by craigepplin

I’m reading Cristina Rivera Garza’s newest book, Los muertos indóciles (Tusquets, 2013). I’ve just begun, but I wanted to offer a few words about the book’s organizing concept, which I’m sure gets refined and expanded upon as the chapters advance.

Thus far, it seems to me that the aim is ambitious. Rivera Garza wants to connect necropolitics to necrowriting–and then to underscore the ways that the latter elaborates new forms of community. Thus the idea is to carry out a discussion, simultaneously, of a politics premised on the management of death and of an aesthetics premised on the death of the author. Necrowriting, we read early on, corresponds to “dialogic” and reader-centered forms of writing, and it acquires its name, at least partially, because it is “carried out in conditions of extreme loss of life [mortandad]” and also, at least partially, because it is “carried out in media [soportes] that go from paper to the digital screen…” Death as a foundation of contemporary politics is thus associated with other sorts of death–of the author, of the subject, of the book, of originality, etc.

Whether each of these last entities has in fact died, or is in the process of dying, is an open question. We might append to each of the items in this list a parenthetical phrase: “(in some sense),” as a caveat for its continued life or afterlife. Nevertheless, many forms of contemporary writing do indeed challenge traditional authorship, traditional subjectivity, the tradition of the printed page, and the traditional idea of originality. Hence Rivera Garza’s focus on conceptual and digitally inflected sorts of writing, refreshingly couched in a pan-American and trans-Atlantic context.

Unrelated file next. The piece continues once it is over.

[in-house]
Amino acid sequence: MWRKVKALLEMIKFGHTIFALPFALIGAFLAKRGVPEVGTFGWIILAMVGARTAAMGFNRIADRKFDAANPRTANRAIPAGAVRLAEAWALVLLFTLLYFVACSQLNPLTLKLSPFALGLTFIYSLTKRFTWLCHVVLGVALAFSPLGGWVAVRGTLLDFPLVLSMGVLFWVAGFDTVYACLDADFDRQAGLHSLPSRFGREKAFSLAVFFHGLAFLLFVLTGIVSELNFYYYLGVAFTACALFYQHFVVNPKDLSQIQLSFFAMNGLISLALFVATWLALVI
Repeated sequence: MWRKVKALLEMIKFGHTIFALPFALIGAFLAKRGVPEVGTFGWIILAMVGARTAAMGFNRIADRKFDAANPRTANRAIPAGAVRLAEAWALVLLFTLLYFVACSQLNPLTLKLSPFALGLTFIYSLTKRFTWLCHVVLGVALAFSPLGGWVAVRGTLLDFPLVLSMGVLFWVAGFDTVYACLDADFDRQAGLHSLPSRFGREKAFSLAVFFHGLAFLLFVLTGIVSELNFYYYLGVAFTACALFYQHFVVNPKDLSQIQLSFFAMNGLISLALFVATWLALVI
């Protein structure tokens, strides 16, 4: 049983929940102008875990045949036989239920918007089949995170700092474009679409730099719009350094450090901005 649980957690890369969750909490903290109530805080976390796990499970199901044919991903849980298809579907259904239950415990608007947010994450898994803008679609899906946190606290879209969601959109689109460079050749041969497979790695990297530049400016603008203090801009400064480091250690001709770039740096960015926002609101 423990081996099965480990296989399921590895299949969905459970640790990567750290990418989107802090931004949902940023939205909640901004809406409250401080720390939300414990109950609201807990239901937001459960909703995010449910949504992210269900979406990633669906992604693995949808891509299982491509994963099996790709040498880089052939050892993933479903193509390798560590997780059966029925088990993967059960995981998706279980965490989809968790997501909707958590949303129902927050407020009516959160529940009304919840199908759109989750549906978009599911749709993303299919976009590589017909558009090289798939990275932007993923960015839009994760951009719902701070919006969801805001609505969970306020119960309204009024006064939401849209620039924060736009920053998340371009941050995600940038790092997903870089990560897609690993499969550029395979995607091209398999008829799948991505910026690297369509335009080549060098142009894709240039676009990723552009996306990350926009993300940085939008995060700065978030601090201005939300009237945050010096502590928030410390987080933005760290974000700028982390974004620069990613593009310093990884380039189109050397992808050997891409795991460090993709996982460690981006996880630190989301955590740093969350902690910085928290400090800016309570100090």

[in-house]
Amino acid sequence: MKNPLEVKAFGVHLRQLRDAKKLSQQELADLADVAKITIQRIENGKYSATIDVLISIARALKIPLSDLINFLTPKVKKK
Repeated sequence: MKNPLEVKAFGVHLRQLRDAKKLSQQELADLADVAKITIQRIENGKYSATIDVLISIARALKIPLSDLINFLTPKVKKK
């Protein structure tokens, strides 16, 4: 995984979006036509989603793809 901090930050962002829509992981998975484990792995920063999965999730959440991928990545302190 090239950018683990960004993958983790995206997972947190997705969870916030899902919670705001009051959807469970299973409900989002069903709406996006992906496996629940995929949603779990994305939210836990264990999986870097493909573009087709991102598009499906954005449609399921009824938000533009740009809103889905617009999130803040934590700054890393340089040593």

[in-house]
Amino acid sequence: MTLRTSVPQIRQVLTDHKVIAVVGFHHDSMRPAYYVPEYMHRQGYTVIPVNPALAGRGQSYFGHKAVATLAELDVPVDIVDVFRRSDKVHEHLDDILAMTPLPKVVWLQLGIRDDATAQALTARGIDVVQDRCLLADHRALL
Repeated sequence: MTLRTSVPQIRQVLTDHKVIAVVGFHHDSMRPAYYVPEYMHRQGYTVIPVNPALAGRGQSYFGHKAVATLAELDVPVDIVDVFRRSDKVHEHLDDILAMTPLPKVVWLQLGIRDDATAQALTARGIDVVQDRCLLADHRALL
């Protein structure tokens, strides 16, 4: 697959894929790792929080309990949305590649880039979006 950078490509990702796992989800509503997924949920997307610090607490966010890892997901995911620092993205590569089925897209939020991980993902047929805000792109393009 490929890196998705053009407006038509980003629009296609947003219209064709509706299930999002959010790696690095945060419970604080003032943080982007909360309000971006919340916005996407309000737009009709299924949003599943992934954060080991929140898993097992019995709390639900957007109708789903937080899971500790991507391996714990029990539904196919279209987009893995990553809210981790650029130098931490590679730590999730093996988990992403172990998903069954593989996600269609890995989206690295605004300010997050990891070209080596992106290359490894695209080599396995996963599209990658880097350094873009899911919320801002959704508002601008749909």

It is another open question, a more open one in fact, how to relate these forms of writing to necropolitics. I’m still in the opening chapters, so I won’t weigh in just yet on this, but I have an intuition of an idea in gestation: both sorts of death reflect a common reduction of something fundamental–life or language–to a common denominator: not its bareness or zero degree, but rather its disappearance.

I’ll write more when I’ve read more.

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